Rapid shape divergences between natural and introduced populations of a horned beetle partly mirror divergences between species

Publication Type:Journal Article
Year of Publication:2008
Authors:A. Pizzo, Roggero, A., Palestrini, C., Moczek, A. P., Rolando, A.
Journal:Evolution and Development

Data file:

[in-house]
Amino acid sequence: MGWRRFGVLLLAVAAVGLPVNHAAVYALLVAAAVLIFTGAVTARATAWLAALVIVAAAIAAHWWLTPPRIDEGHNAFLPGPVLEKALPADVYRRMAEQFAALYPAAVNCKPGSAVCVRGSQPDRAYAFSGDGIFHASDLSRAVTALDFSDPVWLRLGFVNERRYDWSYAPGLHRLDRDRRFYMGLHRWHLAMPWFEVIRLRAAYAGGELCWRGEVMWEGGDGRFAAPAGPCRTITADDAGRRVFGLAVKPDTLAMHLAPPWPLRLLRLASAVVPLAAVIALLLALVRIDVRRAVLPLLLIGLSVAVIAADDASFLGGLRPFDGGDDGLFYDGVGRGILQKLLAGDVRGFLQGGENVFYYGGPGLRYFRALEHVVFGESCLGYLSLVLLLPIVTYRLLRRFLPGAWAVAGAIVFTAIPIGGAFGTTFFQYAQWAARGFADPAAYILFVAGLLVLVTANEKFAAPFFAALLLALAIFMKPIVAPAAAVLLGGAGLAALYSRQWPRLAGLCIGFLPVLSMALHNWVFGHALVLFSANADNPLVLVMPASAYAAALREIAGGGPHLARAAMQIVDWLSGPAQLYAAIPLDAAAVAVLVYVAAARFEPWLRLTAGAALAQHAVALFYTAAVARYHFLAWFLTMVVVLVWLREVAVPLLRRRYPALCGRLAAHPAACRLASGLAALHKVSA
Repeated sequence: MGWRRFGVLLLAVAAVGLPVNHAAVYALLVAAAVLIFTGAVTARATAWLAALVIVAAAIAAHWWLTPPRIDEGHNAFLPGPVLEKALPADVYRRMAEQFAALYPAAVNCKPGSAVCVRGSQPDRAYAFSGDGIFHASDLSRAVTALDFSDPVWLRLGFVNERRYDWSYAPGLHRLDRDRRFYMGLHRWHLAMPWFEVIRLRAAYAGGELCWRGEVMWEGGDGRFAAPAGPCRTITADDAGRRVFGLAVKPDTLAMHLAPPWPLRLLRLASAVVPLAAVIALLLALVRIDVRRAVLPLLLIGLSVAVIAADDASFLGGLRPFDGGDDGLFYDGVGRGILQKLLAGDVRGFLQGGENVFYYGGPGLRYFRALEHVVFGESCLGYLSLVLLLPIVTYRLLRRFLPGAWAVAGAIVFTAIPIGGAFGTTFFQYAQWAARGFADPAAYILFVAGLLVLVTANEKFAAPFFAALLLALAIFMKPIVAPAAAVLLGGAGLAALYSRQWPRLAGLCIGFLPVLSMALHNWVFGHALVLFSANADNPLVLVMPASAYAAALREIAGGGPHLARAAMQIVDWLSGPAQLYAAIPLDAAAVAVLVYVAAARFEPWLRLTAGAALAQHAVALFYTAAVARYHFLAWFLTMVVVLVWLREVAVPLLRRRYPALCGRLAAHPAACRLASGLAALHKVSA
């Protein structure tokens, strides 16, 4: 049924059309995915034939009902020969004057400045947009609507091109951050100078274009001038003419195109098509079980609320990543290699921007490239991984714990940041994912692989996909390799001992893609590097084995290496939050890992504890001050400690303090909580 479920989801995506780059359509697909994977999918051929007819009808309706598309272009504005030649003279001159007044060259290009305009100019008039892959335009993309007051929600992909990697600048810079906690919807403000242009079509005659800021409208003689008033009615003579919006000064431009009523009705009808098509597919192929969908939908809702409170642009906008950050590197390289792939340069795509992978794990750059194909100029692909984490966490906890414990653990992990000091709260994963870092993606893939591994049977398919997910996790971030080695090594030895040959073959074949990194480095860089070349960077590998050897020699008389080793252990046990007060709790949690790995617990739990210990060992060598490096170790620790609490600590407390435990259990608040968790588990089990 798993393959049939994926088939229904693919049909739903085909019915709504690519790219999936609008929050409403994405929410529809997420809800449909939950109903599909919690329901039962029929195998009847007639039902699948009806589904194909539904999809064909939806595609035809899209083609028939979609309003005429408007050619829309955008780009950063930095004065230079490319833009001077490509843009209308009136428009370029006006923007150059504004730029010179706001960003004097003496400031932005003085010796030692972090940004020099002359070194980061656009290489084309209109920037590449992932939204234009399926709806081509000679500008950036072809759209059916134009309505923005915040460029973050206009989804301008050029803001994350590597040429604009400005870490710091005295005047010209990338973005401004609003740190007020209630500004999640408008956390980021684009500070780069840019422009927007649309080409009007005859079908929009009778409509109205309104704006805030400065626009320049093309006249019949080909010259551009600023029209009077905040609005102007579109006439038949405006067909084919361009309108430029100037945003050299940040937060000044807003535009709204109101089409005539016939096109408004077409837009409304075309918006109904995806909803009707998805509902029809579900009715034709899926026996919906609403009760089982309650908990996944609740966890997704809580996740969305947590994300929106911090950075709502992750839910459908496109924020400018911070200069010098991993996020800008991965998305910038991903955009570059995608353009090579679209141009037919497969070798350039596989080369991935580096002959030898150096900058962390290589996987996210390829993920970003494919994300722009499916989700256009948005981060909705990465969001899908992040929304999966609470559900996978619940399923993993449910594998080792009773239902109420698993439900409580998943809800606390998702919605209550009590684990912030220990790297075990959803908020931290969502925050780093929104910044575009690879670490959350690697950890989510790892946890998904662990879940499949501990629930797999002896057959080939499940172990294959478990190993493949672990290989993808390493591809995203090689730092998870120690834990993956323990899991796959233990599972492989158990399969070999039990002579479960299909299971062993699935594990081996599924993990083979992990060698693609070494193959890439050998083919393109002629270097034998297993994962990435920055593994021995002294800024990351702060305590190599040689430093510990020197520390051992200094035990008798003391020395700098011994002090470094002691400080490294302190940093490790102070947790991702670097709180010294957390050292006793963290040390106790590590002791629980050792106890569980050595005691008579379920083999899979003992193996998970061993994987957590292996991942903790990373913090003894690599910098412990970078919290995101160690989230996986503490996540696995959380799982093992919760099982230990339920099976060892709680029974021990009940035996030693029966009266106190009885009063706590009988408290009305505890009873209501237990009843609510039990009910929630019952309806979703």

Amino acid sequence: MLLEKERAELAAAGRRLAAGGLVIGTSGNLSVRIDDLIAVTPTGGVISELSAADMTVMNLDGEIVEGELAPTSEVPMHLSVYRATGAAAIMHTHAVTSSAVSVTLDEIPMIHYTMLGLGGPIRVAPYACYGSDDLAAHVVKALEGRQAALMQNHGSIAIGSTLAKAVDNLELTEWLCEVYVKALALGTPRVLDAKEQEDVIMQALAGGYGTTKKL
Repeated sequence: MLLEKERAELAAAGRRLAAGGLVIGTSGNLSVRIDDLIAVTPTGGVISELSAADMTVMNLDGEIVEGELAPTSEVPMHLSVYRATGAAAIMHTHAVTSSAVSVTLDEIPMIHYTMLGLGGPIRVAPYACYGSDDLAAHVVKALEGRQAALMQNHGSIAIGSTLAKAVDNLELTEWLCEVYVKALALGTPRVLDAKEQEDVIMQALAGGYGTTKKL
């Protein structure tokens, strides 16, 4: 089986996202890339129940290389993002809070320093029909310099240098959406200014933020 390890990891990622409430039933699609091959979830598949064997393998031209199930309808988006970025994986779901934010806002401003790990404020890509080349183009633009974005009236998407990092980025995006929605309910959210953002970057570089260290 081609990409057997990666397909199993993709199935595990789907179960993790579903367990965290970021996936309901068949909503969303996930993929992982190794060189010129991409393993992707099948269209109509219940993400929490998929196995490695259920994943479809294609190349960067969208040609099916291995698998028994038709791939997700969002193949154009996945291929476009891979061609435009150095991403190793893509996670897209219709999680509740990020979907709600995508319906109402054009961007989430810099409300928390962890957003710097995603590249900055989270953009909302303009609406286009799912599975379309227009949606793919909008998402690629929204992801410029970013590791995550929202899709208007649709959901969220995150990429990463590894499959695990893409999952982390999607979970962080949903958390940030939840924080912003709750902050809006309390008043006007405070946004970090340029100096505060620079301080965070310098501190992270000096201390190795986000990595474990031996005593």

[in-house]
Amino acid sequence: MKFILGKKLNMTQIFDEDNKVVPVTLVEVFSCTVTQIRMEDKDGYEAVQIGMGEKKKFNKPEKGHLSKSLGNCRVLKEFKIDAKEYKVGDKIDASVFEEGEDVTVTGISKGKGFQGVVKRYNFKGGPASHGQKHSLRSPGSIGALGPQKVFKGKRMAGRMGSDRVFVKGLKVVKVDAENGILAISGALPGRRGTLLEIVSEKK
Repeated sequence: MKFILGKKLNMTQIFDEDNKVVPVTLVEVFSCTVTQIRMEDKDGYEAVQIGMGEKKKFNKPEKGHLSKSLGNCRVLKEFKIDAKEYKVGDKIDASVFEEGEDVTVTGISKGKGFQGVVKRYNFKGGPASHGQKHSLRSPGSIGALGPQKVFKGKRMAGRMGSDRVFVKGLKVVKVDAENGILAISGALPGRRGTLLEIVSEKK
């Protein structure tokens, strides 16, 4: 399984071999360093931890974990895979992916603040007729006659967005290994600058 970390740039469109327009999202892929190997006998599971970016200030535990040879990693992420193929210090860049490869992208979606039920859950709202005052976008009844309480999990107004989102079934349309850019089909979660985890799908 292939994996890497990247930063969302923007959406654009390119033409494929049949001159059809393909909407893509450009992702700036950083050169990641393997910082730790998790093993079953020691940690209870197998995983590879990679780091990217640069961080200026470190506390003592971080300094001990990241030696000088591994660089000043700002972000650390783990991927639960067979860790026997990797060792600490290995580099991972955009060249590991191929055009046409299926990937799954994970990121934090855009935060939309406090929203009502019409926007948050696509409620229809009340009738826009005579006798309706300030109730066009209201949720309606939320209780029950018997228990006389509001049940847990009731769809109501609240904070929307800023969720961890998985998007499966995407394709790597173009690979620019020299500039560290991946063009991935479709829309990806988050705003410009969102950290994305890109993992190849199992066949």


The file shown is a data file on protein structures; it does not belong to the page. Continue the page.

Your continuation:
Onthophagus taurus is a polyphenic beetle in which males express alternative major (horned) and minor (hornless) morphologies largely dependent on larval nutrition. O. taurus was originally limited to a Turanic--European-- Mediterranean distribution, but became introduced to several exotic regions in the late 1960s. Using geometric morphometrics, we investigate the present-day morphological shape differentiation patterns among native (Italian) and introduced (Western Australian and Eastern US) popu- lations. We then contrast these divergences to those observed between native O. taurus and its sympatric sister species O. illyricus. Our analysis failed to find significant divergences between O. taurus populations in external morphological traits (head, pronotum) when analyses were conducted separately for each sex. However, when sexes and male morphs were analyzed together, three important differences among populations emerged. First, relative warp analyses showed that native and introduced populations diverged in certain shape components that normally distin- guish major and minor male morphs. Second, comparison of covariation of body regions (head vs. pronotum) in the three populations showed that populations diverged in the nature of this covariation, suggesting that different body regions are not totally constrained to evolve in concert. Lastly, and most importantly, the analysis of genitalic shape revealed little to no divergence of female genitalia, but unexpected substantial differentiation of male genitalia among the three O. taurus populations. This suggests that genitalic shape divergence can occur extremely rapidly even in the absence of sympatry and possible reinforcement, and that the genitalia of males and females may diverge independent of one another, at least during the early stage of interpopulational divergence. Interpopulation divergences in O. taurus mirrored aspects of interspecific divergences between O. taurus and O. illyricus in some cases but not others.

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